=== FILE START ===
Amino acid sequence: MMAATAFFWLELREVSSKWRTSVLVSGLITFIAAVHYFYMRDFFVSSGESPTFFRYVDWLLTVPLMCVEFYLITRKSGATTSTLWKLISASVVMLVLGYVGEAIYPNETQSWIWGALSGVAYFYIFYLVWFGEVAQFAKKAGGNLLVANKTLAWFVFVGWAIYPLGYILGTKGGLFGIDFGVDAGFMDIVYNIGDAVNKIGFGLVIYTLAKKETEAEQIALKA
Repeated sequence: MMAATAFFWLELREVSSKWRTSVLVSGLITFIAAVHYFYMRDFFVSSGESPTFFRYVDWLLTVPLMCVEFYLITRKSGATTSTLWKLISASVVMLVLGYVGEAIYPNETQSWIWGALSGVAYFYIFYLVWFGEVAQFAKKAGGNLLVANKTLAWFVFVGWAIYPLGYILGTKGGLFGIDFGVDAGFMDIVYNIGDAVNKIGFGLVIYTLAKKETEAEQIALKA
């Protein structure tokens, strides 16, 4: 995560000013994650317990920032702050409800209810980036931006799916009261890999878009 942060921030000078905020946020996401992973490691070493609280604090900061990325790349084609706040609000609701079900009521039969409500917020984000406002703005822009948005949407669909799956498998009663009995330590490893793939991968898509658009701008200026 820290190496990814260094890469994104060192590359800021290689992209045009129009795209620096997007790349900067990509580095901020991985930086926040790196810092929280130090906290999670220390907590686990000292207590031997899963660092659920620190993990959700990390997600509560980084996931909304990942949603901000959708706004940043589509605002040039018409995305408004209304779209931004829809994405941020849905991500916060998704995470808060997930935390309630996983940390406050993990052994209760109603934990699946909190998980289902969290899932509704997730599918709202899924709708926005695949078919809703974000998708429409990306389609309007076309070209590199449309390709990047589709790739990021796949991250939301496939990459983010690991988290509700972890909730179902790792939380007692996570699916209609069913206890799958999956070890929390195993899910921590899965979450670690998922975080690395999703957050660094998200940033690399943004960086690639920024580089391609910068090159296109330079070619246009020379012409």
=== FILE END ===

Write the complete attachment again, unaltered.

Amino acid sequence: MMAATAFFWLELREVSSKWRTSVLVSGLITFIAAVHYFYMRDFFVSSGESPTFFRYVDWLLTVPLMCVEFYLITRKSGATTSTLWKLISASVVMLVLGYVGEAIYPNETQSWIWGALSGVAYFYIFYLVWFGEVAQFAKKAGGNLLVANKTLAWFVFVGWAIYPLGYILGTKGGLFGIDFGVDAGFMDIVYNIGDAVNKIGFGLVIYTLAKKETEAEQIALKA
Repeated sequence: MMAATAFFWLELREVSSKWRTSVLVSGLITFIAAVHYFYMRDFFVSSGESPTFFRYVDWLLTVPLMCVEFYLITRKSGATTSTLWKLISASVVMLVLGYVGEAIYPNETQSWIWGALSGVAYFYIFYLVWFGEVAQFAKKAGGNLLVANKTLAWFVFVGWAIYPLGYILGTKGGLFGIDFGVDAGFMDIVYNIGDAVNKIGFGLVIYTLAKKETEAEQIALKA
């Protein structure tokens, strides 16, 4: 995560000013994650317990920032702050409800209810980036931006799916009261890999878009 942060921030000078905020946020996401992973490691070493609280604090900061990325790349084609706040609000609701079900009521039969409500917020984000406002703005822009948005949407669909799956498998009663009995330590490893793939991968898509658009701008200026 820290190496990814260094890469994104060192590359800021290689992209045009129009795209620096997007790349900067990509580095901020991985930086926040790196810092929280130090906290999670220390907590686990000292207590031997899963660092659920620190993990959700990390997600509560980084996931909304990942949603901000959708706004940043589509605002040039018409995305408004209304779209931004829809994405941020849905991500916060998704995470808060997930935390309630996983940390406050993990052994209760109603934990699946909190998980289902969290899932509704997730599918709202899924709708926005695949078919809703974000998708429409990306389609309007076309070209590199449309390709990047589709790739990021796949991250939301496939990459983010690991988290509700972890909730179902790792939380007692996570699916209609069913206890799958999956070890929390195993899910921590899965979450670690998922975080690395999703957050660094998200940033690399943004960086690639920024580089391609910068090159296109330079070619246009020379012409």